Lining up the more than an acre farm in Koilot village, Nandi County, are hundreds of plants propped on wooden poles and spaced about a metre apart.
From afar, one may think that this is a tomato farm but moving closer, beautiful brown passion fruits catch the eye.
The farm belongs to Alfred Leting, 26, who works as a branch manager at Agricultural Society of Kenya (ASK).
Leting literally practices what he tells farmers in his line of duty, with the venture being his side hustle.
“I started passion fruit farming in early 2017 after completing my undergraduate studies. But the thirst to farm had struck me way back in 2012 as I saw my father farm the same crop and get impressive returns,” recounts Leting, who is studying Master of Commerce at Strathmore University, specialising in International Business Management.
Besides the inspiration from his father, passion fruit was his favourite choice because compared to crops like maize, the fruit earns more.
“Its price fluctuation is quite insignificant and one can add value by making juice, which is a favourite drink for many,” says Leting.,who has employed three workers in the family farm..
He grows the non-grafted passion fruit varieties because according to him, they yield better compared to grafted ones and are resistant to drought and diseases and guarantees long lifespan.
This season, he anticipates harvest between 1,200 to 2,000Kgs weekly.
“I have been selling a kilo of the produce for at least Sh70. My main buyers are usually traders who supply to local markets and to Marikiti in Nairobi and some to Uganda.”
Having a full-time job, he runs his farm via telephone and visits once in two weeks. “My father plays a key role in farm management. I have trained my workers and they can comfortably handle the basics. Technology has eased the farm management. For instance, I get pictures of the farm and the crops and I am able to guide what is to be done from the comfort of my work place,” he says.
Working with the ASK, Leting has learnt a lot about modern practices of farming the crop.
“Passion fruit is a climbing plant, thus, it must be supported using poles and firm strands of strong wires to keep the vines suspended for good aeration and room for yields. On the other hand, a farmer should not ignore the suckers mushrooming from sides of the main vines. They suck off the nutrients that would have fed into developing fruits. Therefore, the suckers must be pruned weekly to keep the plant healthy and productive.”
According to him, the only secret to maximum production is to feed the plants well with sufficient water, compost manure, NPK and foliar.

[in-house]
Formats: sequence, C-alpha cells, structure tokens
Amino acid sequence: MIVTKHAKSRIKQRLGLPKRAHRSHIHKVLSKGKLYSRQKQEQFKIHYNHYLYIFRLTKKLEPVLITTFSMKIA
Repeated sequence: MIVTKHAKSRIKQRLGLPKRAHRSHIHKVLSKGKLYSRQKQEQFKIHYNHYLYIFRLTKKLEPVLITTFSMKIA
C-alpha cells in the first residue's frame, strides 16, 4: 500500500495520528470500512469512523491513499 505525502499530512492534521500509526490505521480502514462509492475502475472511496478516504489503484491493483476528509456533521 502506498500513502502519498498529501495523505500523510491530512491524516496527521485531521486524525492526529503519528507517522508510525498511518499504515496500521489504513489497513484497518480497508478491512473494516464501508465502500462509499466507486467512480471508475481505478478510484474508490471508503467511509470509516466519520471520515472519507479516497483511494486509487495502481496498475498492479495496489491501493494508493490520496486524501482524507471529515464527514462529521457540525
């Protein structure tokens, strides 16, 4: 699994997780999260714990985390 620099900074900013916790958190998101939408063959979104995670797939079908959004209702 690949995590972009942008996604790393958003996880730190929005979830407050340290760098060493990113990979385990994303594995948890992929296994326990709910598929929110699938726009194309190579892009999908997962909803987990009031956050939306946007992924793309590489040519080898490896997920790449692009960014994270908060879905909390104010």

“One should also watch out for diseases and pests, which the fruits are prone to. Passion fruits share diseases with crops like potatoes hence I encourage whoever wants to grow them to consider cultivating a virgin land or at least where potatoes have not been grown before and practice crop rotation.”
He recently lost an acre of the crop to Fusariam wilt, which is a fungal soil borne disease and it attacks the rooting system of the affected plant.
“The disease spreads upwards along the stem and one can easily recognise it by brown patches scattered on the stem. Since the attack originates from the roots, the transaction of water and minerals from the soil are interfered with, and the plant starts to wither and eventually it dies. Sadly, there is no control of this disease once it attacks the plant. A farmer should uproot and destroy it and never again to plant passion fruit on the same land,” he advises.
Being a marketer, Leting knows his way around in both the physical and virtual markets. While in the past months he had no problem selling the produce, Covid-19 pandemic has affected his sales.
“Passion fruits are majorly used for juice production largely in Nairobi hotels and but since most of them closed, this reduced the demand pushing down the prices. Currently, I am selling a kilo at Sh60 as opposed to Sh90-Sh100 because this is the peak season.”
To try and find better market during the pandemic, he joined Mkulima Young
, the leading online marketplace.
“Through the platform, I have increased my market and visibility of the produce. In fact, I have received several orders through the platform. Apparently, getting a good market for many farmers is still big deal due to lack of information. Thanks to Mkulima Young fraternity and advanced technology for bridging the gap,” he says.
His advice to the youth seeking to venture into agribusiness is to start small and grow gradually.
“Consistency counts. It is very easy to farm passion fruits if the requirements are adhered to. My focus currently is to expand production and work on improving the quality to fetch international markets as well as ensure sustainability and profitability. I’m also planning to engage and train my neighbours to grow the crop so that we can bulk our produce to enable us get better prices.”
According to International Trade Centre, there is much demand for Kenya’s passion fruits internationally. “This means the prices may slightly fluctuate but the market is constantly available. This is an opportunity for young people to take and flourish. If you have an idle land or family land somewhere, kindly take advantage of this opportunity and you will never regret it.”
Passion fruit is highly rich in Vitamin C, beta-kryptoxanthin and alpha-carotene that boosts immunity.
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Alfred is among the Mkulima Young certified farmers.
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